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Taxes, Taxes, And More Taxes: Part Deux Thumbnail

Taxes, Taxes, And More Taxes: Part Deux

Tax cuts are on the way, Hooray! Whether that Hooray! was sarcastic or not depends on your incorporation status. Corporations got a fist pumping Hooray! Pass-throughs/small business owners, I have to call my accountant first, but Hooray! Normal everyday W-2 employees, I have to run the numbers, but maybe a Hooray? I’ve done 3 different CE courses on the Tax Cuts & Jobs Act (TCJA) and the running joke in every course was “It’s clear as mud”. Hopefully I will able to give you some insight into the changes to see what your Hooray looks like.

Individual Tax Cuts

I’ll start on the individual side. The current 7 rate structure does not change. But rates do go down at the top six levels, with the bottom rate staying at 10%. The way it was structured, on a percentage basis the top 4 brackets received the most bang for their buck. The big changes are the items that are eliminated or reduced. Although, teachers did get keep their break for helping their students and 529 plans can now be used K-12 education expenses.

Personal exemptions are gone.

That was $4,050 each person on your return, now the standard deduction is now $12,000 if single or $24,000 if married.

Reduces mortgage interest deductions.

The max principal loan amount is now $750,000 down from $1 mil. No deduction for home equity interest.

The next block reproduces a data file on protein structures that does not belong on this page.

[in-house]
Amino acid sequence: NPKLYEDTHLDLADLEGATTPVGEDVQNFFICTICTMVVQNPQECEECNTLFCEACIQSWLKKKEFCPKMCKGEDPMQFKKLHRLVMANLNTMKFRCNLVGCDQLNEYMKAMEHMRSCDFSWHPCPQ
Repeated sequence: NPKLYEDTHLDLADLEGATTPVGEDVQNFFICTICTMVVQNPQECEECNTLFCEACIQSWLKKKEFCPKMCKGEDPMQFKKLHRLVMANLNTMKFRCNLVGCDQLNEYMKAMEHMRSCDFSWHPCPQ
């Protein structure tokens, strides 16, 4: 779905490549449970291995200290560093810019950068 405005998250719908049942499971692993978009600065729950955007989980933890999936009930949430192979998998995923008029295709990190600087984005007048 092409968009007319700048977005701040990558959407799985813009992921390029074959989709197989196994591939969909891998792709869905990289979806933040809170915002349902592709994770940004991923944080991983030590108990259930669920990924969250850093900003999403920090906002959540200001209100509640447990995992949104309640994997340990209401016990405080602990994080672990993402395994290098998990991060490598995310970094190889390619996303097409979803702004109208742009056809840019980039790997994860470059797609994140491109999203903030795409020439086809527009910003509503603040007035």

Eliminates miscellaneous itemized deductions.

Tax prep fees, gone. Investment management fees, gone (this one affects my clients). No more employee business expenses. Work from home or put in miles for your company, no more deductions. Any professional & union dues, gone.


This was a big one. Combined state, local & property taxes max deduction is now limited to $10,000.

Moving expenses.

Except for military. This is one is strange to me. Don't you want to promote mobility in an economy?

Casualty loss deductions.

Another one bites the dust. Only for presidentially declared disasters. This one just seems mean.

Even with these deductions going away, most Americans under the old tax code didn’t itemize deductions. With the standard deduction going up to $24k for married couples, that will probably make people just take the standard deduction more often. And the child tax credit goes from $1,000 to $2,000, with up to $1,400 refundable. The phase out phase goes up to $110K from $75K, allowing more people take advantage. I think the child tax credit is a good one for families. There are still things within the alternative minimum tax (AMT) that need further clarification from the IRS, but overall it seems that there will be fewer people paying AMT. Because of the changes to SALT, more tax payers will pay more taxes and therefore no longer will fall into AMT. A tough way to avoid the AMT.

Business Tax Cuts

On the business side, it’s party time. Corporate rates go from 35% down to 21%. The AMT is also eliminated for corporations. There are numerous changes to deductions with a good portion of them being for the benefit of corporations. But not all the changes were on the plus side. There are a couple of changes that will be tax increases for businesses. Research & development costs must be amortized over 5 years, specifically includes software development and of course excludes oil & gas. Another one is elimination of entertainment expenses. I wonder how the super bowl seating would have looked if the corporate sponsors didn’t own most of the tickets, we may soon find out. Will companies still buy all the suites if there’s not a tax deduction? But at this point, there is also lots that the IRS will have to clarify, because this law wasn’t passed with the most care to the details (that’s being kind).